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The Invisible Value of Experience

The Invisible Value of Experience

By Susan Williams

I finally had the chance to watch the movie Sully.

The movie chronicles the real life events about Captain Chesley “Sully” Sullenberger needing to make an emergency landing in New York’s Hudson river after hitting a flock of birds.

Amazingly, all 155 passengers and crew survive and Sully becomes a national hero. However behind the scenes, Sully faced an investigation about his conduct that day which could have potentially destroyed his 42 year career and reputation.

Two things really struck me about this movie.

First, the humility of Captain Sullenberger.

Through the entire time, Sully kept reinforcing the idea that he was just doing his job and the positive outcome was a result of the team working together. The airline crew, the emergency responders, the people on board the plane.

In his mind, even though he may have taken the initial decision as to how to react to the situation, it was the combined group of people all working together at the same time that ultimately saved lives.

The second thing that really stood out for me was how his years of experience all came together at the right time and right place.

As the investigation finally confirmed, this flight with a less experienced pilot in all probability would have had a different ending. Lives would have been lost if Captain Sullenberger was not at the helm that day back in 2009.

His 42 years of experience all culminated together in seconds as he made decisions that ultimately sealed the fate of all the people on board.

But how do you put a value on this experience?

Experience is something that you can’t necessarily see. It’s just something that people naturally do.

Let me share another story of experience that I have read a few times over the years. It goes something like this…

A company let one of their technical staff go after many years of service. After he had left, one of their critical machines broke down. They tried to fix it but didn’t have any success. Finally, having run out of options, they called the technical person they had let go to come back to try and fix it. He came into the shop and within twenty minutes, the machine was fixed. The company was extremely grateful and asked him how much they owed him. He told them $20,000.00. They said – “but it only took you 20 minutes”. He then responded – “20 minutes plus 30 years of experience”.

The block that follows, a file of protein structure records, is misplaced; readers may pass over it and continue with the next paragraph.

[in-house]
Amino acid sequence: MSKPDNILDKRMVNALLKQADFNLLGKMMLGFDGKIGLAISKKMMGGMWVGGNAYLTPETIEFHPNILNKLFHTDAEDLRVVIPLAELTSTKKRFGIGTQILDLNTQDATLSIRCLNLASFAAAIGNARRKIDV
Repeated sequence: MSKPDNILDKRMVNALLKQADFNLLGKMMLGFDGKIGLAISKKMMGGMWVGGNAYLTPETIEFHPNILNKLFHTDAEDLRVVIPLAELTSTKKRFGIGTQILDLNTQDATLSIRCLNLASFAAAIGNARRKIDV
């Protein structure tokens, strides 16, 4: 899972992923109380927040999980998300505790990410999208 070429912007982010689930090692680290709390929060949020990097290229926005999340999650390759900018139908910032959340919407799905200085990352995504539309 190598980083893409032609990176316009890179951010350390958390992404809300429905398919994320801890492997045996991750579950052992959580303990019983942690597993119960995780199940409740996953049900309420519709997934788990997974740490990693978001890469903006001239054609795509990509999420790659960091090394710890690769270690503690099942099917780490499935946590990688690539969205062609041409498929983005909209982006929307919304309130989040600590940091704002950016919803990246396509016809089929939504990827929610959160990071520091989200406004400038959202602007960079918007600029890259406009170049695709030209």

That’s the thing with experience. You don’t know it’s needed until it’s needed. It’s almost an invisible skill.

You can’t document experience in a workplace manual for someone to read and then do. Experience is layers upon layers of situations (both positive and negative) all culminating together and creating knowledge.

This knowledge then becomes part of someone’s nature. Often people don’t even realize that they have this knowledge. It becomes second nature to them with no formal realization of the actions they are taking. They just do it.

What is concerning is that many companies are about to lose many of their experienced resources and may not even realize it.

In the US, there are about 10,000 baby boomers retiring every day and Canada is closing in on about 400,000 people retiring each year (up from 250,000 today).

How many Captain Sullenberger type’s are in these massive numbers that are retiring?

I think companies have to take a very good look at the individuals that are potentially going to walk out their doors and give some long, hard thought as to how they will retain or replace this experience.

They also need to recognize that experience is not necessarily always easily visible. It’s at the critical times you need it most that it often shows up.

And it’s also something that you can’t develop overnight.

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Susan Williams is the Founder of Booming Encore. Being a Boomer herself, Susan loves to discover and share ways to live life to the fullest. She shares her experiences, observations and opinions on living life after 50 and tries to embrace Booming Encore's philosophy of making sure every day matters.